As a recent high school graduate, I’d say I’m well-suited to reflect on the differences between high school and college. During senior year, I tried to find out everything I could about college life so that I’d be ready once I actually got to campus. I heard a lot of different things from a lot of different people, and while it was all valid advice, none of it could truly prepare me for what I found when I finally came here. Here are some of the more surprising/unexpected differences:
So. Much. Walking.
Today I walked from Wolman to CharMar to Hodson to Levering to Brody to the FFC to Brody to Remsen to Brody to Garland to Wolman to the Rec Center to Wolman to the FFC to the Gatehouse to Wolman. Which, according to my phone’s health tracker, is 12,333 steps, 21 floors, and 5 miles. In high school, I was pretty much in the same building all day, and the farthest distance I walked was from my house to the bus stop. Although it can be cumbersome having to walk from Wolman to Hodson first thing in the morning, especially in a torrential downpour, I’ve come to appreciate all the walking. I can stay active, get some fresh air, and maybe catch up with a friend for a few minutes between classes. (Comfortable shoes are a must-have for college, btw.)
Schedules are way more messed up.
In high school, I’d have a full day of the same classes every day, then maybe go to an extracurricular (band on Tuesdays, newspaper on Thursdays, UNICEF club on Fridays) then go home, do homework, eat dinner, do more homework, sleep, repeat. I woke up at the same time each morning, went to bed around the same time every night and ate meals at the same time each day. Now, I have to set my morning alarm for a different time every night, then go to class for either 2, 4, or 5.5 hours, and after that anything could happen. I might check out a club meeting that sounds interesting, or cover an event for a News-Letter article, or go climbing in the bouldering cave, or just hang out in a common room. I eat meals whenever I can fit them in, alternating between the FFC, CharMar, whatever food is in my suite, and free pizza if I can find it. Homework is done in the few hours between classes and late at night. All the spontaneity can be hard to handle at first, but now that I’m used to it I much prefer it to the predictable, monotonous routine of my high school years.
Studying is a social activity.
Studying in high school meant sitting alone in my room, hunched over my desk, poring over my notes for several hours at a time. Effective, but a little lonely. In college, most of my studying gets done in a common room, while carrying on a conversation with the people around me, music blaring from someone’s speakers. After a few hours we might stop to watch the presidential debate or head to late night. Admittedly, it takes a bit longer to get work done this way, but on the plus side I can always find someone to help me with calc homework.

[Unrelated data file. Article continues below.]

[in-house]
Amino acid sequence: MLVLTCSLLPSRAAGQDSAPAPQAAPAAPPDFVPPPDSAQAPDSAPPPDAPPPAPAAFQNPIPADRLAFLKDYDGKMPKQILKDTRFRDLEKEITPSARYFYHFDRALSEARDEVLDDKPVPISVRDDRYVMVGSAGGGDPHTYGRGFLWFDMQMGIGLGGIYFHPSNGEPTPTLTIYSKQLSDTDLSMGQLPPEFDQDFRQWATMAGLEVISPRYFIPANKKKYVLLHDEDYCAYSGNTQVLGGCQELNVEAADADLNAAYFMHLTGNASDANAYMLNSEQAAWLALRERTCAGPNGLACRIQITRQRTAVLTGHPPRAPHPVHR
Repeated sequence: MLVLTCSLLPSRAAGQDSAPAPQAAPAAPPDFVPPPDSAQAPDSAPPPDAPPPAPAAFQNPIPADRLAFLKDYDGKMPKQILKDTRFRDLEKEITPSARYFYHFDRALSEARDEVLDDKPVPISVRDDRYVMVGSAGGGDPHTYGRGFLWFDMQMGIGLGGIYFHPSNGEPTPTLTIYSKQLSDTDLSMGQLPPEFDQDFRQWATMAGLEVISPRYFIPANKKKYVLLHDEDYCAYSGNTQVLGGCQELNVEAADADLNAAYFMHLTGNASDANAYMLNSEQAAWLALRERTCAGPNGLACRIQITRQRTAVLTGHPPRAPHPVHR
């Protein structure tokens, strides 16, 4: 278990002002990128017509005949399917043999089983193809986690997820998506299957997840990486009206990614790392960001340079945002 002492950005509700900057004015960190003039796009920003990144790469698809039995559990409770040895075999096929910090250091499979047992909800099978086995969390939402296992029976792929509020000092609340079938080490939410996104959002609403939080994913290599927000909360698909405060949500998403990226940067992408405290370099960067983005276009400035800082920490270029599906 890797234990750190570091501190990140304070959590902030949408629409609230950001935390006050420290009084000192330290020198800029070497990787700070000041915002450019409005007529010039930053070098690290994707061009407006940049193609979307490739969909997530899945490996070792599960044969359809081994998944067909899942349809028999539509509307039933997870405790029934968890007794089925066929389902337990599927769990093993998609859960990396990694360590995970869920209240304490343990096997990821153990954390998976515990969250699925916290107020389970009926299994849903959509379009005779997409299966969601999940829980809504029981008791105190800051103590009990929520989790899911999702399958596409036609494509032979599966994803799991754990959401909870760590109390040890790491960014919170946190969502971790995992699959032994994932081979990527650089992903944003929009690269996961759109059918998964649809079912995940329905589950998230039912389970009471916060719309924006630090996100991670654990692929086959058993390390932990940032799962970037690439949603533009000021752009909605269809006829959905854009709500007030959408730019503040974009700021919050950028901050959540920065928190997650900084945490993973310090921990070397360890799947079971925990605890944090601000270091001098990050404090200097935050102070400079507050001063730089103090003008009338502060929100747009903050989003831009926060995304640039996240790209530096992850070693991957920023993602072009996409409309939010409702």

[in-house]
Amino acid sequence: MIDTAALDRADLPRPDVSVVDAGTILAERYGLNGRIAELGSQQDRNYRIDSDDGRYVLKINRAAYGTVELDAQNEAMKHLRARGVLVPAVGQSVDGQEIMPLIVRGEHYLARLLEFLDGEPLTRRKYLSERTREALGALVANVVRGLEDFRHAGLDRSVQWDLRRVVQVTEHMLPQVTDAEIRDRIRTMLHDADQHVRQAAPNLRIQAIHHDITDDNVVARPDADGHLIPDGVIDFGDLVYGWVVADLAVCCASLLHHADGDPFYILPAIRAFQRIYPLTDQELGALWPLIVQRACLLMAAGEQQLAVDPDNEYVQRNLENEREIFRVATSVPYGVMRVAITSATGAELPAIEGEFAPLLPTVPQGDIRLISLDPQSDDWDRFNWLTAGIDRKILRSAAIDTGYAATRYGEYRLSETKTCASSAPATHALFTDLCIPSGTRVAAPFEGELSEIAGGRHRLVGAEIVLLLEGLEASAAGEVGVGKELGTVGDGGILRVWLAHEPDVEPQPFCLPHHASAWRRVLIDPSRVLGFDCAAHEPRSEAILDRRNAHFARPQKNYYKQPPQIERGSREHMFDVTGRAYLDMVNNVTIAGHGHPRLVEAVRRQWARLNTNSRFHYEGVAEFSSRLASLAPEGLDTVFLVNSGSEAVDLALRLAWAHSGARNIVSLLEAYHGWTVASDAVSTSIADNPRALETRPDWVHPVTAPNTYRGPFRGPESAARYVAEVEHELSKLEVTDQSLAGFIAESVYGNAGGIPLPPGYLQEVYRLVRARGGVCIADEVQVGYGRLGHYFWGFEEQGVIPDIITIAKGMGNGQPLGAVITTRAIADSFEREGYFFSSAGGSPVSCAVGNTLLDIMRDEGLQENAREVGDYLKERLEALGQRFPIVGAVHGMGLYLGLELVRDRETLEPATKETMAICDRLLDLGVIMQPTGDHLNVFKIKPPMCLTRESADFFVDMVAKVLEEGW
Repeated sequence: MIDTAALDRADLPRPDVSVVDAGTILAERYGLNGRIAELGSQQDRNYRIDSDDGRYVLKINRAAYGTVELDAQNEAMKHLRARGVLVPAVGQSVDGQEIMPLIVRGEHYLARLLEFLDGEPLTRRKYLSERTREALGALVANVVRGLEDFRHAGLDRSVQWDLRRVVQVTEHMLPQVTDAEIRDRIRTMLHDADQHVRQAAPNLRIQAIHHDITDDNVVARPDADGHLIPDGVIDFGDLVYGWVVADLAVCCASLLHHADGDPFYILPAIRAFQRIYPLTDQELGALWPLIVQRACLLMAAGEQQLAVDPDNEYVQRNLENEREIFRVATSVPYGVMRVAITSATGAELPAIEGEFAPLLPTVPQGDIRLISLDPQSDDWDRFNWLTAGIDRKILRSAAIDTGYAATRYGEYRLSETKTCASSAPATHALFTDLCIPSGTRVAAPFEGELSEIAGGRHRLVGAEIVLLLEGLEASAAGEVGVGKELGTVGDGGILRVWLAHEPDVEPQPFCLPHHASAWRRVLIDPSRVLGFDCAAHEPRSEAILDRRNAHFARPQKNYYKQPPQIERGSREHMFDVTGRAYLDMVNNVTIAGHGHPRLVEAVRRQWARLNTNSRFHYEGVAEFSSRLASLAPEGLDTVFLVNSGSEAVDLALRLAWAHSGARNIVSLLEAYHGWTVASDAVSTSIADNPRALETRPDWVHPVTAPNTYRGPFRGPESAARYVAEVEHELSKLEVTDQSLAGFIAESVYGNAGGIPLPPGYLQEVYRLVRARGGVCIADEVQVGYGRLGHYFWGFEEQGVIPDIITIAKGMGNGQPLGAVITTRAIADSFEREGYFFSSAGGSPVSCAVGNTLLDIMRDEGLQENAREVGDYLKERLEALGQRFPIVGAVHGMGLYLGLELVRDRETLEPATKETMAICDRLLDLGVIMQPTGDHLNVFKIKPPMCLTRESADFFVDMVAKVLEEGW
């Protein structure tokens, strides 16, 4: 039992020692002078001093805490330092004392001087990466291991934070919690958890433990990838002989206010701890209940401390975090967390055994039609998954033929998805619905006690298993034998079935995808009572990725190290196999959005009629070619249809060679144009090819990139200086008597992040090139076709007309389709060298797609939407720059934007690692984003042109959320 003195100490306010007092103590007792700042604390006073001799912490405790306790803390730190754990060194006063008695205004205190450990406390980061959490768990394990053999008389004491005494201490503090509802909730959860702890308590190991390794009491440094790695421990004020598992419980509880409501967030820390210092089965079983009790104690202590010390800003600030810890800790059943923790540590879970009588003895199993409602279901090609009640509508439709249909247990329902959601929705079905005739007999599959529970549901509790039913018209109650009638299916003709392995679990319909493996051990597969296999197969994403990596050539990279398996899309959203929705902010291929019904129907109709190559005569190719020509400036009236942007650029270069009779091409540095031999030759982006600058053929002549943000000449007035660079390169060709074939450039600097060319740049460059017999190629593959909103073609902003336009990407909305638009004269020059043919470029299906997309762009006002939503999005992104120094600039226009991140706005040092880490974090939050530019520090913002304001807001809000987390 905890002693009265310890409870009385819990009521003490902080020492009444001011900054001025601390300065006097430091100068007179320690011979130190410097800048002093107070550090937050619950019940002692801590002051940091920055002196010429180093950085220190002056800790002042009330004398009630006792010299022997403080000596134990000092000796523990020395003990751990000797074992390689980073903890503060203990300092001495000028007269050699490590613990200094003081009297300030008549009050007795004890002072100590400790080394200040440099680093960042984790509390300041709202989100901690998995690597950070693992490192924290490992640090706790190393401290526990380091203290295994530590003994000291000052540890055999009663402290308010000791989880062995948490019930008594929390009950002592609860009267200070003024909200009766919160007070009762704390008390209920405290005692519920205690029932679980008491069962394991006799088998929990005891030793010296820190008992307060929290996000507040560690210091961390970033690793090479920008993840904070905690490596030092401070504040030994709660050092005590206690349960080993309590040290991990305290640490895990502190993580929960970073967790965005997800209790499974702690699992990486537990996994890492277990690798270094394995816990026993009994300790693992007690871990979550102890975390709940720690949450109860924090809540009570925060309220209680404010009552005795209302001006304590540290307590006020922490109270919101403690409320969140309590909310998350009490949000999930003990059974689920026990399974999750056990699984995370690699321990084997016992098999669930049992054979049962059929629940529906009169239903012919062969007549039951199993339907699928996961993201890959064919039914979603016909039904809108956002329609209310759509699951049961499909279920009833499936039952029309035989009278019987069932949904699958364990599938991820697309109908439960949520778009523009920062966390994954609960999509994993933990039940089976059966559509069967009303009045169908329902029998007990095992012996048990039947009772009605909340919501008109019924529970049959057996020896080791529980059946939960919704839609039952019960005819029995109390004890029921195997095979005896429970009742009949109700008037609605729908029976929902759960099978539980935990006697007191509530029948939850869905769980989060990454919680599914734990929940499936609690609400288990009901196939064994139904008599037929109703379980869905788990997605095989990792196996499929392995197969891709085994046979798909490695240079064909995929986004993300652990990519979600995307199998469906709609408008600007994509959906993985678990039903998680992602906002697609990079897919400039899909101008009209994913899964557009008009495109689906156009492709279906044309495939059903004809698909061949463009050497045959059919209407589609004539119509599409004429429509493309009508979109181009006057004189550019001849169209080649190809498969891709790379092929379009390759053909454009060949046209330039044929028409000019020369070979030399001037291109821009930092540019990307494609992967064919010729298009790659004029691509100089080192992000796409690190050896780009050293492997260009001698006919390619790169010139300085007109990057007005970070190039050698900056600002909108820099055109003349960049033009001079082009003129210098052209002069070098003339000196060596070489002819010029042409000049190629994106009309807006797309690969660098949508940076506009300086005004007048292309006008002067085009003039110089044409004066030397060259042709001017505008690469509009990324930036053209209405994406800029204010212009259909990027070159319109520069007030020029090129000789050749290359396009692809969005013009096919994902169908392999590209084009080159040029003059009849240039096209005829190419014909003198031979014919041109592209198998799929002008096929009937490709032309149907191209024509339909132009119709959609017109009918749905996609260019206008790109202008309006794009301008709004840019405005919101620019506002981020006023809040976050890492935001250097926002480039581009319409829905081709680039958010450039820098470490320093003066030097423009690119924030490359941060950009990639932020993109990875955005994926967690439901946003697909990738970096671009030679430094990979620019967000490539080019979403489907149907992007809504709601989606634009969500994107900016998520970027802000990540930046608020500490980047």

I have so much less stuff.
The majority of my readings and homework assignments are on Blackboard, Hopkins’ online course/learning management system, which means I have far fewer paper handouts than I did in high school. I still prefer taking my notes the old-fashioned way, with pencil and paper rather than on my computer, so I haven’t gone completely paperless, but it’s still a big improvement from last year. As opposed to having a separate notebook and filled-to-bursting folder for every class, everything I need for college fits into one accordion folder, one three-subject notebook, and my trusty laptop. Less paper is better for the environment, and a lighter backpack is better for my shoulders.
No adult supervision.
Okay, technically college students are (almost) all over the age of eighteen, so we’re all legally adults, but I don’t think that really counts. In high school, there were teachers, administrators, librarians, and hall monitors telling me what to do all the time, and at home I had my mom to remind me to eat breakfast and make sure I didn’t sleep through my alarm. I had to ask permission before I went anywhere or did anything, and I was constantly looking to adults for approval and validation. At Hopkins, I don’t interact with adults anywhere near as much as I used to. Clubs are all student-run and the oldest people in my building (aside from the security guard) are the senior RAs. Sure, I see my professors every day, but I don’t always have the chance to talk to them one-on-one. If I need extra help, it’s on me to go to office hours or make an appointment. I am now the one who has to run mundane errands and fill out tax forms and keep my suite in some semblance of cleanliness. I’ve always been a fairly independent person, so this part hasn’t come as a complete shock, but it’s definitely forced me to learn new things on the fly and have more confidence in my own decisions. Even though sometimes I miss the safety net of adult supervision, being on my own and doing what I want to do is one of the best parts of college. Besides, if i really need it, my mom is always a phone call away.